‘Oh. I should talk about that some more. Maybe I will. Maybe in The Mirror, week 14 or something, after the last week? After Week 12’s New Geometries. I should, really. It’s so damn hilarious what those people did, what with these bollix academic writings and getting them published in a so called intellectual thing!’
‘Hoity toity journal of nothing really at all, because the words are bulky and the ideas are convoluted. Tell it clearly! Say it simply! Don’t cover it up with your pretentiousness and cumbersome vocabulary! How do you do that? Know your subject! Know what it is about it that turns you on! If I can’t see the you in what you are saying, even if it’s fact-y fact-y, then I don’t care! A lot of thinkers and philosophers and politicians got where they did because they didn’t put up a bunch of jargon nothingness, they just said it! What it was! Why it mattered! The best artists i know aren’t afraid to answer the question, “What are you into, mate?” Cause!… Cause yeah. If you can’t explain it to a five year old, you don’t know what you are saying.’
‘Did you? Explain this to a five year old?’
‘What did she say?’
‘”There is no point climbing over walls when a door would do, nicely.”‘
‘Mmm. You sure you’re not just mad though?’
‘No! I just steer way clear, usually. Of the misoneists.’
Excerpted from the S P A C E edition of DK’s eBook Nostalgia Ca Phe (April 2018). This post is part of a series, 100 conversations, underwritten by members of S P A C E.
I AM WRITING FROM MY ROOM, and it’s morning, and there is a rooster telling me so. Except that rooster isn’t the first one up, usually. All of the other people in the house are already out. I heard that there was going to be some commotion, later in the morning. That people would be coming by to pick up some stuff, and move it out. Somebody else’s stuff. That’s been here since before I was, because this is a new living space.
This is a new chapter.
I guess you could define chapters of your life in that way, huh. By places where you’ve lived. Not just cities. Cities are great, cities are fantastic, but cities, I’m realizing the more I write about the things I care about from them, are no longer the same places they used to be. For me. I can’t speak for everyone, and I certainly can’t pretend to know something. But my particular experiences have led me to see that the city isn’t where, long term, I personally want to be. I think I had a hunch about this in New York City in the late 1990s when I was looking for the big road to the gold and the art world. Just writing that now seems funny and strange, and a little bit embarrassing, too. Growing up on the East Coast, though, New York was ‘it.’ Where you wanted to be if you wanted to be anybody in the arts. That was the programming. That was the conditioning. And now, I think about all that and pore through the pages of The Complete Short Stories of Mark Twain, which my boss loans me, and points out the stories that are very good (‘Did you read “A Dog’s Tale?” Did you read “Is He Living or Is He Dead?” I go and read IHLOIHD and I laugh out loud and then blink: it’s the plotline for Posthumous! Then I read ADT and absolutely cry of indignation. I burst out my most bursting-out voice and the boss looks at me, and this time he blinks. Slow. ‘Some rich people are good,’ he says, sagely. That is the thing about bosses. They just know things, somehow.)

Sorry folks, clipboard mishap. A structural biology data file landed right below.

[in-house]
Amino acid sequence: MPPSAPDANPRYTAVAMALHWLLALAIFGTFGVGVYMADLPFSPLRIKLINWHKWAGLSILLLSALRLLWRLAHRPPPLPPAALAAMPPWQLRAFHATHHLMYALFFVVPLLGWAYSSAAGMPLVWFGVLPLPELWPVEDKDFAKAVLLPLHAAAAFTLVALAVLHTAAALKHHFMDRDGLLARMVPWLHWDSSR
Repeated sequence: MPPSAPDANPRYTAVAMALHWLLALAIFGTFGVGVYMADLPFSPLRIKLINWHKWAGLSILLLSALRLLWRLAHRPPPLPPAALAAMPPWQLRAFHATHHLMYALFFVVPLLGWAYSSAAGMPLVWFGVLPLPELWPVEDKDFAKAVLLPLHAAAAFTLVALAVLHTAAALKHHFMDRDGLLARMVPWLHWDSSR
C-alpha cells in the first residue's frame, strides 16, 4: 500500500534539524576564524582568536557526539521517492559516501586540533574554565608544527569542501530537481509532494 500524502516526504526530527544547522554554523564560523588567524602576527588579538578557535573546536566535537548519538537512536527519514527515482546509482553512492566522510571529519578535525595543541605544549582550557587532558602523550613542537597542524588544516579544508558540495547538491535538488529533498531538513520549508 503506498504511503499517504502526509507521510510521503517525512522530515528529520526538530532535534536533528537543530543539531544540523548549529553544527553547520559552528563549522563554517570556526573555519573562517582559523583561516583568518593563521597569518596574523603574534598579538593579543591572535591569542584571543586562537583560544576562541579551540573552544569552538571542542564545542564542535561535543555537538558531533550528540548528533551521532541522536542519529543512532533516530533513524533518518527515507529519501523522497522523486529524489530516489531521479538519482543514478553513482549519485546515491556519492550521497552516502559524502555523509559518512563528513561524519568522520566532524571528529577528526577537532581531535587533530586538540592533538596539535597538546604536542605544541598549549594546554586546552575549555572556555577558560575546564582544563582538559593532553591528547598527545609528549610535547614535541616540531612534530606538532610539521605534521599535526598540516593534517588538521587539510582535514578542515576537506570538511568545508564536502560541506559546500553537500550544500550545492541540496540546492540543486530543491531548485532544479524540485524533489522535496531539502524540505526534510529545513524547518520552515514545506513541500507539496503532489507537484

But the changing of chapters is where, I think, the good stuff is. Was it on the internet, or in a QM book, where I read: ‘Life happens on the edge of a change of state.’ Like, water boiling into gas, or gas turning into ice. Change of state. Transition. Life happens there. I remember being in Japan, this would also be in the 1990s. When I was studying in Kyoto. I remember Japan, because it was before New York, and I had never even been to NYC before I’d been to Tokyo. The falling-in-love with the city happened there. I know. A lot of people are like, ‘Tokyo?’ But the skylines and the things there were to draw with the line and photograph with the eye were multitudinous and out of my usual scape of seeing. That was why I stayed on, for a little while longer than I’d meant. Got to know the city well, got to hang out in Ueno often, got to see people and build a small life and meet people, and then meet them again, and in this small way, turn the place I found intriguing into a sort of a village. A place I could relax, a little, even if it was extremely lonely, most of the time. That was before internet. I can’t imagine what it must be like, now… I guess the internet is great though in some ways because I can live in a not-big city and run into people and run into them again and meet over time and then feel, in some way, a sense of connection and belonging. Even if this isn’t my town. Even if this isn’t even ‘my’ country. Less and less claim on the boundaries, now. I don’t have to wonder about the ‘where I’m from’ question as much as dive more deeply into the more important one, for me. The ‘who am I’ question. Which, obviously, can rustle people up if you start asking all about it. Who are you? What do you care about? What makes you move, sing, fly, dance, love? These are too big of a place to start with so many people, of course, but I am deeply curious about people and asking is how I learn, so that’s why I got into writing, and that’s why I got away from Tokyo. I couldn’t ask anything. I got away from New York, too, for the same reason. ‘Who are you? What do you want from me?’ F, f, f. So I went home and found the rest of the story waiting for me in the cupboards of the dusty room where I used to be when I was a pre-teen and then a teen and the magazines I’d collected. And then I started cutting them up. Bit by bit. The programming, the conditioning. Snip, snip, snip. The way women are portrayed, the way they are showcased, objectified. Men are also showcased, successified. There is something wrong here, I think, but not in words. I just cut and paste and write little things in comics and wonder if anyone will laugh along with me, but I’m cutting and pasting all winter long and then part of the spring, and then my parents ask me when I’m going to leave, already. So I do. I go away, not sure where. Without a plan. No idea. Thinking about how to turn DK into something ‘else.’ But not doing it, not until I find the right mode, the right impetus, for the thing to come. The change of state. Not just to Washington, but this time, further. Asia. Like, for a while. Like indefinitely. I go on a tour.